Re: Oracle SQL bug in 188.8.131.52
Date: Fri, 11 Feb 2011 13:49:15 -0800 (PST)
On Feb 11, 4:01 pm, onedbguru <onedbg..._at_yahoo.com> wrote:
> On Feb 10, 8:06 pm, Noons <wizofo..._at_gmail.com> wrote:
> > On Feb 11, 10:17 am, Geoff Muldoon <geoff.muld..._at_trap.gmail.com>
> > wrote:
> > > So it's not only is it not a "bug", and not only is it fully documented,
> > > Oracle's treatment of blank-padded CHAR types with trailing whitespace is
> > > actually consistent with the ANSI standard.
> > > The only remaining issue is where it might be documented that Oracle's
> > > implicit casting of strings in WHERE clauses is to blank-padded rather
> > > than nonpadded types, and whether this is configurable.
> > I don't think there is a written rule anywhere for that but of course
> > I may be wrong.
> > This is what I think is happening: when the column involved in a
> > comparison is a string constant padded with blanks (as opposed to a
> > column in a table which has a defined type), Oracle implicitly
> > converts it to CHAR. Same happens with the inner dual query. Which
> > according to the blank-padding comparison rules in that manual's
> > paragraph cause it to behave like you saw. What I did with my SQL
> > example was to force Oracle to use my explicit conversion rather than
> > an implicit one. And it then behaved as you expected - return no rows
> > - and once again according to the blank-padded/non-padded comparison
> > rules.
> > Thing I've found with Oracle is to never assume a constant - be it in
> > a query or in a predicate - is a given type: always try to explicitly
> > CAST it. It saves a heck of a lot of surprises with the implicit
> > conversions. But once again: there are no absolutes, so take this
> > with the appropriate amount of common sense judgement. ;)
> You are wrong. :)
> This is what happens when you let script-kiddies create/design
> database engines. The problems one has with the conversion of MySQL
> CHAR to Oracle CHAR is the fact that the idiots at MySQL used VARCHAR
> and CHAR interchangeably. In 5.1 they added a my.cnf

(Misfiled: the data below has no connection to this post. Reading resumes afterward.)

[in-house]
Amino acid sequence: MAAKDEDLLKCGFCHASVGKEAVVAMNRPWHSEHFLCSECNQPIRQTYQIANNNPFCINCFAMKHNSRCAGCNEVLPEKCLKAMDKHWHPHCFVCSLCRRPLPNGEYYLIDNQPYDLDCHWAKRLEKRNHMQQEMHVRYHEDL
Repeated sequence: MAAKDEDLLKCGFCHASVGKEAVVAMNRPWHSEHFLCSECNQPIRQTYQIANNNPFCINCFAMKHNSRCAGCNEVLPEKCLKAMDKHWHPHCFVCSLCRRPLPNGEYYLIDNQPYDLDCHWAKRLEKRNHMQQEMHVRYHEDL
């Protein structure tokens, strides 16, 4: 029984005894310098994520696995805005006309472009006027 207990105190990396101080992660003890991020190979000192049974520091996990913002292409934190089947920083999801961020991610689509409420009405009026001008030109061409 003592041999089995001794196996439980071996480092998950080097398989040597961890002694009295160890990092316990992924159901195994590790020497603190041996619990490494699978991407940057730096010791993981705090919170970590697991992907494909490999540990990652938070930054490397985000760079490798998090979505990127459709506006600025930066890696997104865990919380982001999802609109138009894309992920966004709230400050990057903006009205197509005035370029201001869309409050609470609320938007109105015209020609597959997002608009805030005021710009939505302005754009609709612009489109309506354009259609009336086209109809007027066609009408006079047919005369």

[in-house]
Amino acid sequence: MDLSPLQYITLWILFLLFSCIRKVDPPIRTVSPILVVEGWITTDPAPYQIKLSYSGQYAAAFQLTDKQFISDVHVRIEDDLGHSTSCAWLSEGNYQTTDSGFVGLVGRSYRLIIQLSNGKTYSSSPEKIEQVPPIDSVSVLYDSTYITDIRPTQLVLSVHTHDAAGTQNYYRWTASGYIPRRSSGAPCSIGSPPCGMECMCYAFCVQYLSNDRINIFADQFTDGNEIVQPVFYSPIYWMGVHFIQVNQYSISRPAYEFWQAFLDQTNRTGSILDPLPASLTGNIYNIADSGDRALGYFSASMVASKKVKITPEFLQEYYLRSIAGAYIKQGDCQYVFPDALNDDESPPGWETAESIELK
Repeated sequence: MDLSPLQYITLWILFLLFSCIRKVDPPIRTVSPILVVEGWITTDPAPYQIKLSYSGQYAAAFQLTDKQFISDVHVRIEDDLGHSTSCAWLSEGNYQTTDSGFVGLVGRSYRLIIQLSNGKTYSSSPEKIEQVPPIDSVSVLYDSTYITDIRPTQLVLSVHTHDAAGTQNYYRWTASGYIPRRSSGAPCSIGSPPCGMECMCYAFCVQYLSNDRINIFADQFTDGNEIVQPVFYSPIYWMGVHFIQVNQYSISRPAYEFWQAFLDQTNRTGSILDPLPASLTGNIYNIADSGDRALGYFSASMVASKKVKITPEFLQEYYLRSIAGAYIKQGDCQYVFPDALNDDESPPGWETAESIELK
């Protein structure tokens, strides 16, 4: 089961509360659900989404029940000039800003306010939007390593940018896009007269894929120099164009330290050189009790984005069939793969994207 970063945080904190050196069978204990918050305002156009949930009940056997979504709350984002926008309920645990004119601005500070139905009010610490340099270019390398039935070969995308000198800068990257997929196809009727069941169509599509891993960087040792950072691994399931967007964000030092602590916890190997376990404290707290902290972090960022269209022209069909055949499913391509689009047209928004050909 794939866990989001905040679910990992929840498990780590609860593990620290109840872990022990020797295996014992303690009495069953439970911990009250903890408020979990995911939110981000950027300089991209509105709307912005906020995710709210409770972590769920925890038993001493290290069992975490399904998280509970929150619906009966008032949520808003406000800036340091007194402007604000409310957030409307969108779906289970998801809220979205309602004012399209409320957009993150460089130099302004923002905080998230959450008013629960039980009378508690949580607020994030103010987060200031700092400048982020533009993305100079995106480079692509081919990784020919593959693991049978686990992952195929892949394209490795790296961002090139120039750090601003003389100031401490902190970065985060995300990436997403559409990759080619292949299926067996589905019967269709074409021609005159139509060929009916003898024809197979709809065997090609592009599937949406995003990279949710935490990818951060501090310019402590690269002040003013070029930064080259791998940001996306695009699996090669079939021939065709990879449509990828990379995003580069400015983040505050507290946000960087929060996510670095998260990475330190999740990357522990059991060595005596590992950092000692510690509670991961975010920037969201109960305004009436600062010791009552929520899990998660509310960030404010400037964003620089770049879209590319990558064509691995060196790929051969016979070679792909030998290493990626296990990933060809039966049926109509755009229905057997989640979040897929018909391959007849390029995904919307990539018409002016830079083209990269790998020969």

> "sqlmode_pad_char_to_full_length" variable to set it to use the ANSI
> standard which is CHAR is FIXED LENGTH and VARCHAR is VARIABLE length
> which is the correct behavior of these data types.
> I am the one that actually filed the bug against MySQL to get them to
> fix their stupidity. There is a reason the SQL standard going back to
> it's inception used things called DATA TYPES. MySQL developers did
> not understand this. They figured if you used a CHAR(10) field and
> only put in 5 characters that you only wanted to get 5 characters back
> - WRONG. CHAR behavior has ALWAYS been to return N characters
> regardless of data input (Except for MySQL) - example: CHAR(10) with a
> value of 'HELLO' would actually return 'HELLO '. Hello + 5
> spaces. MySQL would just return 'HELLO'. My exchange in the bug
> database was quite contentious. The reason for initially not
> correcting the problem was that they (MySQL) "documented" the
> behavior. Documented or not, a data type is a data type and if you do
> something different violating a 30+year standard, it is still wrong.
> The bigger issue you are going to have is that the application may pad
> or remove spacing to compensate for MySQL's poor understanding of DATA
> TYPES. .
$_at_%@#%$@# my apologies - looks like I answered the wrong question... Sort-of. (I saw the phrase "my SQL" with the discussion of CHAR/ VARCHAR and translated it MySQL and went on my rant... again, my apologies. Received on Fri Feb 11 2011 - 15:49:15 CST